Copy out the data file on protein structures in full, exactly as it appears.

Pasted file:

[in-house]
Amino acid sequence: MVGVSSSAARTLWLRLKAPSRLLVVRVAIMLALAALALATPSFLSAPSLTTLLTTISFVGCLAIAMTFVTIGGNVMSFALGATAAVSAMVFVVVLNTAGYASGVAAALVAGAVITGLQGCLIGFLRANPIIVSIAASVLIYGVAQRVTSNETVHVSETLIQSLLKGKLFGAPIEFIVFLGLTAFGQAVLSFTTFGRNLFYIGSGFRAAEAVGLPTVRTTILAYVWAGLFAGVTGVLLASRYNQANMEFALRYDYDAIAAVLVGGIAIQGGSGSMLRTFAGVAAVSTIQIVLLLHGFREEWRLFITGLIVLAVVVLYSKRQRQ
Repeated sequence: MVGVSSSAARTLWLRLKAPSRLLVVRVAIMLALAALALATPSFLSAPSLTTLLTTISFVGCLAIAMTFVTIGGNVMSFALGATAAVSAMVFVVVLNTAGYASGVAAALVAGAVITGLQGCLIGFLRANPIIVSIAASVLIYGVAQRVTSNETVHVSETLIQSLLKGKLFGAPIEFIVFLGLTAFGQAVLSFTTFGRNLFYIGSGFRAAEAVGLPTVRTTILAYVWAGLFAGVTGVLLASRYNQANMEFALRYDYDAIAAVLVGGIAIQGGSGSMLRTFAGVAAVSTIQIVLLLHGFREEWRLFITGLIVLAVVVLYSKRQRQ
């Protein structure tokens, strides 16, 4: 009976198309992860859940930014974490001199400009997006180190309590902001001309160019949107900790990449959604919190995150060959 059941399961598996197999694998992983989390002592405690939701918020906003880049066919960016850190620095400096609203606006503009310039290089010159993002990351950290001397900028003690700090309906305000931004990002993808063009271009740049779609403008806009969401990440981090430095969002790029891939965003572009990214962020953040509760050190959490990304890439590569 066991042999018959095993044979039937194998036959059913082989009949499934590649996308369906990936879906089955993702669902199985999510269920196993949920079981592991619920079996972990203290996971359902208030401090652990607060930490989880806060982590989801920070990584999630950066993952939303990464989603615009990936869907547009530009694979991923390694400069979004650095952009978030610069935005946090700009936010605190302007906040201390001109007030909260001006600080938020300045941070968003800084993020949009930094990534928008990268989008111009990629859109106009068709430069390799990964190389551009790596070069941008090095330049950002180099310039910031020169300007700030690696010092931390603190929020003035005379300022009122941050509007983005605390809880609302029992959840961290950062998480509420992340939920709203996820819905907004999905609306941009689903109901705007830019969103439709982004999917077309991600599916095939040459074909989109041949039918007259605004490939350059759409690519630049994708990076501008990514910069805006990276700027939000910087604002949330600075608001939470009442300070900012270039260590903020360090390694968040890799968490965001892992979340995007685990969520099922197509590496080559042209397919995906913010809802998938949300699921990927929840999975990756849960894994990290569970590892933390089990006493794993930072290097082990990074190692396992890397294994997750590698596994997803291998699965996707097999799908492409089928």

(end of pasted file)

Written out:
[in-house]
Amino acid sequence: MVGVSSSAARTLWLRLKAPSRLLVVRVAIMLALAALALATPSFLSAPSLTTLLTTISFVGCLAIAMTFVTIGGNVMSFALGATAAVSAMVFVVVLNTAGYASGVAAALVAGAVITGLQGCLIGFLRANPIIVSIAASVLIYGVAQRVTSNETVHVSETLIQSLLKGKLFGAPIEFIVFLGLTAFGQAVLSFTTFGRNLFYIGSGFRAAEAVGLPTVRTTILAYVWAGLFAGVTGVLLASRYNQANMEFALRYDYDAIAAVLVGGIAIQGGSGSMLRTFAGVAAVSTIQIVLLLHGFREEWRLFITGLIVLAVVVLYSKRQRQ
Repeated sequence: MVGVSSSAARTLWLRLKAPSRLLVVRVAIMLALAALALATPSFLSAPSLTTLLTTISFVGCLAIAMTFVTIGGNVMSFALGATAAVSAMVFVVVLNTAGYASGVAAALVAGAVITGLQGCLIGFLRANPIIVSIAASVLIYGVAQRVTSNETVHVSETLIQSLLKGKLFGAPIEFIVFLGLTAFGQAVLSFTTFGRNLFYIGSGFRAAEAVGLPTVRTTILAYVWAGLFAGVTGVLLASRYNQANMEFALRYDYDAIAAVLVGGIAIQGGSGSMLRTFAGVAAVSTIQIVLLLHGFREEWRLFITGLIVLAVVVLYSKRQRQ
């Protein structure tokens, strides 16, 4: 009976198309992860859940930014974490001199400009997006180190309590902001001309160019949107900790990449959604919190995150060959 059941399961598996197999694998992983989390002592405690939701918020906003880049066919960016850190620095400096609203606006503009310039290089010159993002990351950290001397900028003690700090309906305000931004990002993808063009271009740049779609403008806009969401990440981090430095969002790029891939965003572009990214962020953040509760050190959490990304890439590569 066991042999018959095993044979039937194998036959059913082989009949499934590649996308369906990936879906089955993702669902199985999510269920196993949920079981592991619920079996972990203290996971359902208030401090652990607060930490989880806060982590989801920070990584999630950066993952939303990464989603615009990936869907547009530009694979991923390694400069979004650095952009978030610069935005946090700009936010605190302007906040201390001109007030909260001006600080938020300045941070968003800084993020949009930094990534928008990268989008111009990629859109106009068709430069390799990964190389551009790596070069941008090095330049950002180099310039910031020169300007700030690696010092931390603190929020003035005379300022009122941050509007983005605390809880609302029992959840961290950062998480509420992340939920709203996820819905907004999905609306941009689903109901705007830019969103439709982004999917077309991600599916095939040459074909989109041949039918007259605004490939350059759409690519630049994708990076501008990514910069805006990276700027939000910087604002949330600075608001939470009442300070900012270039260590903020360090390694968040890799968490965001892992979340995007685990969520099922197509590496080559042209397919995906913010809802998938949300699921990927929840999975990756849960894994990290569970590892933390089990006493794993930072290097082990990074190692396992890397294994997750590698596994997803291998699965996707097999799908492409089928």